By Shannon Boklaschuk
University of Saskatchewan (USask) alumnus Dr. Jason Ho (PhD) has long had a love for physics.
“Particle physics and quantum mechanics were fascinating areas of study for me as an undergraduate, and I carried that with me through graduate school,” said Ho, who will officially receive his PhD this month during USask’s 2020 Fall Convocation.
“The foundational nature of the subject really drew me in, as well as the mathematical and conceptual challenges in thinking about quantum mechanics. I think one of the things that drew me to it as an undergraduate was the cartoons of particle interactions that you’ll often see scribbled on blackboards, called Feynman diagrams. They’re usually a set of connected lines—some straight, some wavy, some curly—that represent the interaction of particles. They’re a really simple and elegant depiction of some really complicated physics, and the esthetics of that really appealed to me.”
Ho, who grew up in Abbotsford, B.C., first earned an undergraduate degree in his home province before beginning his master’s degree studies in the Department of Physics and Engineering Physics in USask’s College of Arts and Science, under the supervision of Dr. Tom Steele (PhD). Steele also co-supervised Ho’s recent PhD work in the department—along with Dr. Derek Harnett (PhD)—which focused on what Ho refers to as “exotic” hadrons. (Hadrons are particles comprised of even smaller particles, called quarks, which can’t be broken down into smaller pieces.)
“My research takes a look at some of these ‘exotic’ hadrons, in an effort to predict where or how we might find them,” said Ho. “There are several new experiments that have come online, or are in the process of being developed, that are looking specifically for these particles; since 2013, we have started to see experimental confirmation of four-quark and five-quark exotic hadrons, but there’s still other combinations we have yet to confirm.”
During his PhD studies, Ho co-authored several articles that were published in top physics journals. He also received the Mitacs Globalink Research Award, which enabled him to serve as a visiting researcher at the Sun Yat-sen University in Guangzhou, China, for several months. In addition, he was awarded the Walter C. Sumner Memorial Foundation Fellowship as well as another prestigious scholarship, valued at $63,000 over three years, provided through the Natural Sciences and Engineering Research Council of Canada (NSERC).
“Receiving the NSERC Postgraduate Doctoral Scholarship was a welcome surprise for me,” said Ho. “It’s one of the largest national scholarships in the natural sciences, with a very competitive application process.”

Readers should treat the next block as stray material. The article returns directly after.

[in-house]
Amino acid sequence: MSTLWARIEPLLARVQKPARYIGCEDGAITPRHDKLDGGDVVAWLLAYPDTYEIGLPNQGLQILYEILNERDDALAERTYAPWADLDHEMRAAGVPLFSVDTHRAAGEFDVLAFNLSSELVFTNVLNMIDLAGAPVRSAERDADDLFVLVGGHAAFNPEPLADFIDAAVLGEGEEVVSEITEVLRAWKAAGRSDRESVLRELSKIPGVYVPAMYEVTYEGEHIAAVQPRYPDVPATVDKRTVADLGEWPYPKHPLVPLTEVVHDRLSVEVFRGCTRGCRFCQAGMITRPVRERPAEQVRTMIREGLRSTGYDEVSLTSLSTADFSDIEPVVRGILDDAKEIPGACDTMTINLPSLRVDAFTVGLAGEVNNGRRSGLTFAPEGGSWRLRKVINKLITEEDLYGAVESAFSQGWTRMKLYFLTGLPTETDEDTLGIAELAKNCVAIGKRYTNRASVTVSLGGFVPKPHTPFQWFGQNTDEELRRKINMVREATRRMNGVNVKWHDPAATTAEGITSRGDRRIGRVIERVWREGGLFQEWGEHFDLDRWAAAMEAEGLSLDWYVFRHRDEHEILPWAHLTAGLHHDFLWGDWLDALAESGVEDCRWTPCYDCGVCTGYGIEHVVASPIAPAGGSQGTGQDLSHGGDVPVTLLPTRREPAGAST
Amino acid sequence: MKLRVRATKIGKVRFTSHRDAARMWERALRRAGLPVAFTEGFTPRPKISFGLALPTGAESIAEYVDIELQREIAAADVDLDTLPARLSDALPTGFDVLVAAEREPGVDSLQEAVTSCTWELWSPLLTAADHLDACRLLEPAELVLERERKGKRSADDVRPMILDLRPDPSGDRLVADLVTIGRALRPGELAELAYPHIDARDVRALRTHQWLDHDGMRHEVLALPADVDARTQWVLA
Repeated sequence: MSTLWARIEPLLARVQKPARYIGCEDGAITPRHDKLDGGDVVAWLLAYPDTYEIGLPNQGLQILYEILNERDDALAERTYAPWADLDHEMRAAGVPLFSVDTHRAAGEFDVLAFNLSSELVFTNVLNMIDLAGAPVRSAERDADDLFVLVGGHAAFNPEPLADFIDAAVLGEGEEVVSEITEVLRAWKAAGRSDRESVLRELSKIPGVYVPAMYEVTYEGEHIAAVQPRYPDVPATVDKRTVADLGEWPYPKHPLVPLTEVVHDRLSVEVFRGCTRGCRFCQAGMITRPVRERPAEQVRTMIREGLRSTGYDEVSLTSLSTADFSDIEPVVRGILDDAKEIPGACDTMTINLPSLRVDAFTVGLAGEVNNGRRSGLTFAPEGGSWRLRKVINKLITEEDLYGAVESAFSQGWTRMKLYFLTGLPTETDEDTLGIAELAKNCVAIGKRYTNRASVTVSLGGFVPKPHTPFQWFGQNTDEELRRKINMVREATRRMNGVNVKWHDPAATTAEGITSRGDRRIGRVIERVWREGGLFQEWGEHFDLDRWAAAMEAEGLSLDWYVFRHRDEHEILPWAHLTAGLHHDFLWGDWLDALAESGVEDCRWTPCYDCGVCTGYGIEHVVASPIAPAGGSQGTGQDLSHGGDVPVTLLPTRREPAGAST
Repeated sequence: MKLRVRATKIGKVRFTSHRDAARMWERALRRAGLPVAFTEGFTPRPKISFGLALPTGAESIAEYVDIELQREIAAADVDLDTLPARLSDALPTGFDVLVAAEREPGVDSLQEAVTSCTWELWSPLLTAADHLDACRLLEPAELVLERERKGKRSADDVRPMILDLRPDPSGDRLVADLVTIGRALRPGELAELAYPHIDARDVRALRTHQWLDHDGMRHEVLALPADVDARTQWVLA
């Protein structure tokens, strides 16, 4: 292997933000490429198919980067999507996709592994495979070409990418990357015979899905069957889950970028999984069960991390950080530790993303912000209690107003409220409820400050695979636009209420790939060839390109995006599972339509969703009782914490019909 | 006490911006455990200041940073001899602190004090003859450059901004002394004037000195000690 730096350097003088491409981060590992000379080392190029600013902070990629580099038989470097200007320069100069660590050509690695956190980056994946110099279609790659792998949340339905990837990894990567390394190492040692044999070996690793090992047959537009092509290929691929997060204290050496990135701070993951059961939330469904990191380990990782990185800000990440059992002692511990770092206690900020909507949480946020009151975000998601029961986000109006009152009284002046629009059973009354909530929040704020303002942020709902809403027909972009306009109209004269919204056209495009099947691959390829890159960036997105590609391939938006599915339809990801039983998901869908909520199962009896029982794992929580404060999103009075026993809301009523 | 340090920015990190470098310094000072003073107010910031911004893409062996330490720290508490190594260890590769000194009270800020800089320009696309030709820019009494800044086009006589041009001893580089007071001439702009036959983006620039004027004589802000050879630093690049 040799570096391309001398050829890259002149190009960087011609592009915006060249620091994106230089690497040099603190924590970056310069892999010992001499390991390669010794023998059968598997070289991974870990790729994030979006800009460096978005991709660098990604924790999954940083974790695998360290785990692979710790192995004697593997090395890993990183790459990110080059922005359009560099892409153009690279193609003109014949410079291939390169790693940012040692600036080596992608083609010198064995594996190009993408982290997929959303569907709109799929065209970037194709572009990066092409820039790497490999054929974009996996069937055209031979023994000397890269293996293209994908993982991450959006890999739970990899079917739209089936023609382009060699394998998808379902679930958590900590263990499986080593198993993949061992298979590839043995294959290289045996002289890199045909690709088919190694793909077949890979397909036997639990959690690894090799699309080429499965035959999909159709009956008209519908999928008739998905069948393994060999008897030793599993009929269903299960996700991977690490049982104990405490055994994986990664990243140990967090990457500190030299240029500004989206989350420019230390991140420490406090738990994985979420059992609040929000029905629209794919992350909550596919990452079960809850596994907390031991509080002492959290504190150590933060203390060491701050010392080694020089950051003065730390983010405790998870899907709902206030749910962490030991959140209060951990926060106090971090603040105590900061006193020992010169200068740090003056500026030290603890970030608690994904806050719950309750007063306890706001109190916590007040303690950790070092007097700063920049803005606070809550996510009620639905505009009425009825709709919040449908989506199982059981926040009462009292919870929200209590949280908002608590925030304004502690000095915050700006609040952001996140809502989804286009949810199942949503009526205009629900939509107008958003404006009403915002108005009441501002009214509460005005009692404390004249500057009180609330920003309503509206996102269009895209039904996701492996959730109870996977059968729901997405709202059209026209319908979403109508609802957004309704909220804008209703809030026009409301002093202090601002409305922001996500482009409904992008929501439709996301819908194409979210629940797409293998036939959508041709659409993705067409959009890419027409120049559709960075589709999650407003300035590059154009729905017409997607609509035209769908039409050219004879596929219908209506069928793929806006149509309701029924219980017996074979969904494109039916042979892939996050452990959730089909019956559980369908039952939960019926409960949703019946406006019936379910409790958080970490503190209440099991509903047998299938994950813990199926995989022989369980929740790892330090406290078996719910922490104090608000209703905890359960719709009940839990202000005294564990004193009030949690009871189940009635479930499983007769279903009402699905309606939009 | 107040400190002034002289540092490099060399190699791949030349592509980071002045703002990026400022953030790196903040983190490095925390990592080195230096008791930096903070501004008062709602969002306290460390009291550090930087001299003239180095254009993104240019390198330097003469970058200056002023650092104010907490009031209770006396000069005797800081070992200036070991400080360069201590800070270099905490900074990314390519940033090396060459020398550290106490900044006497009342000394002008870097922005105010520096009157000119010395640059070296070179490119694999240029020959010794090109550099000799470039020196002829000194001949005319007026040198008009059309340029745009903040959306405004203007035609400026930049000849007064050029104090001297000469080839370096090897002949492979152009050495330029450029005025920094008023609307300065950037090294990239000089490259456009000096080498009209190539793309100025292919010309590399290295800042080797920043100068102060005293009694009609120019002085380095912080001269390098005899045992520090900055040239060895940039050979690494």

Ho was also awarded a University of Saskatchewan Teacher Scholar Doctoral Fellowship (TSDF) as a PhD student. He said he “appreciated the serious intention that the program placed on pedagogy and reflective teaching practice,” as well as the support he received through a faculty mentor and the Gwenna Moss Centre for Teaching and Learning.
“Teaching, for me, has been a rewarding exercise in communicating complex ideas to different types of audiences. It pushes me to think about concepts in different contexts, and highlights where my understanding of a topic might be lacking or incomplete,” he said.
“I think a common theme throughout my educational journey has been the supportive mentors I’ve found at every level of education, and it was important to me to develop an effective teaching practice so I could help guide others on their journey through physics and the natural sciences.”
Outside of the classroom, Ho took part in many USask activities during his graduate studies, including performing with the Jazz Ensemble, joining the Horticulture Club, volunteering with the Saskatoon Regional Science Fair and serving in various roles with PEGASUS, the Physics and Engineering Physics Graduate Association of Students at the University of Saskatchewan.
After recently completing his PhD studies, Ho moved to the United States to take on an assistant professor position at Dordt University. At the small, private liberal arts university—located in Sioux Center, Iowa—he is currently teaching undergraduate physics in a mixed format, with both online and face-to-face interaction.
“It’s a strange time to be teaching with all the extra precautions we’re taking to keep our students safe, but I’m finding that the experience I gained at USask through the TSDF program and my teaching mentors has prepared me well, and I’m grateful for those experiences,” he said. “The first year of teaching, by all accounts, is a hectic one, and I’m finding that a global pandemic certainly doesn’t make that any less true. Regardless, my students have been fantastic, and my colleagues have supported and encouraged me to take a deep and thoughtful approach to the philosophy and practice of teaching.”
Much of Ho’s inspiration as a teacher comes from the positive educational journey he has experienced, from his undergraduate degree through to the completion of his doctorate in USask’s Department of Physics and Engineering Physics.
“My experience in the department has been excellent; I’ve had great mentors that have really taken the time to coach me through physics, and given me great advice and insight into career paths and other opportunities,” he said. “In general, there’s been an openness from staff and faculty to help graduate students wherever possible, and an openness to help advocate for us when the need arises.”